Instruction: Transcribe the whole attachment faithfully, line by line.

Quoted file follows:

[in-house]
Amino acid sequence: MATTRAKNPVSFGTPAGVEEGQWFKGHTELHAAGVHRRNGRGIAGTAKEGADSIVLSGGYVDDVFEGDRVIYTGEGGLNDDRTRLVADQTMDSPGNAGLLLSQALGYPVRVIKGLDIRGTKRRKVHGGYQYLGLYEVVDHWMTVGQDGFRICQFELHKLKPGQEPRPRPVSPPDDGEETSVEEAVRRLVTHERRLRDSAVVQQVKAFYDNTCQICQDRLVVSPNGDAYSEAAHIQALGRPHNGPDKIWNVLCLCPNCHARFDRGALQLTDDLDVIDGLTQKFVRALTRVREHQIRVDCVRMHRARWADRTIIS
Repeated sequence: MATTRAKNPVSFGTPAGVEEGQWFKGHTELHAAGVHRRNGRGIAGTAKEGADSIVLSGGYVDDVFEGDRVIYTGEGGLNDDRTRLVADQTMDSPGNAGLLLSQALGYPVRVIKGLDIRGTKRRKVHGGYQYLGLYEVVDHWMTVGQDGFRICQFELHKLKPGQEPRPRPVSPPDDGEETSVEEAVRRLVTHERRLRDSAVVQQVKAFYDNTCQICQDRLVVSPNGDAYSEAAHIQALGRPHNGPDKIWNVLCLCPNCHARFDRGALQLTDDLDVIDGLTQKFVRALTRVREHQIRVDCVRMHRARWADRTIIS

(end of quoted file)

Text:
[in-house]
Amino acid sequence: MATTRAKNPVSFGTPAGVEEGQWFKGHTELHAAGVHRRNGRGIAGTAKEGADSIVLSGGYVDDVFEGDRVIYTGEGGLNDDRTRLVADQTMDSPGNAGLLLSQALGYPVRVIKGLDIRGTKRRKVHGGYQYLGLYEVVDHWMTVGQDGFRICQFELHKLKPGQEPRPRPVSPPDDGEETSVEEAVRRLVTHERRLRDSAVVQQVKAFYDNTCQICQDRLVVSPNGDAYSEAAHIQALGRPHNGPDKIWNVLCLCPNCHARFDRGALQLTDDLDVIDGLTQKFVRALTRVREHQIRVDCVRMHRARWADRTIIS
Repeated sequence: MATTRAKNPVSFGTPAGVEEGQWFKGHTELHAAGVHRRNGRGIAGTAKEGADSIVLSGGYVDDVFEGDRVIYTGEGGLNDDRTRLVADQTMDSPGNAGLLLSQALGYPVRVIKGLDIRGTKRRKVHGGYQYLGLYEVVDHWMTVGQDGFRICQFELHKLKPGQEPRPRPVSPPDDGEETSVEEAVRRLVTHERRLRDSAVVQQVKAFYDNTCQICQDRLVVSPNGDAYSEAAHIQALGRPHNGPDKIWNVLCLCPNCHARFDRGALQLTDDLDVIDGLTQKFVRALTRVREHQIRVDCVRMHRARWADRTIIS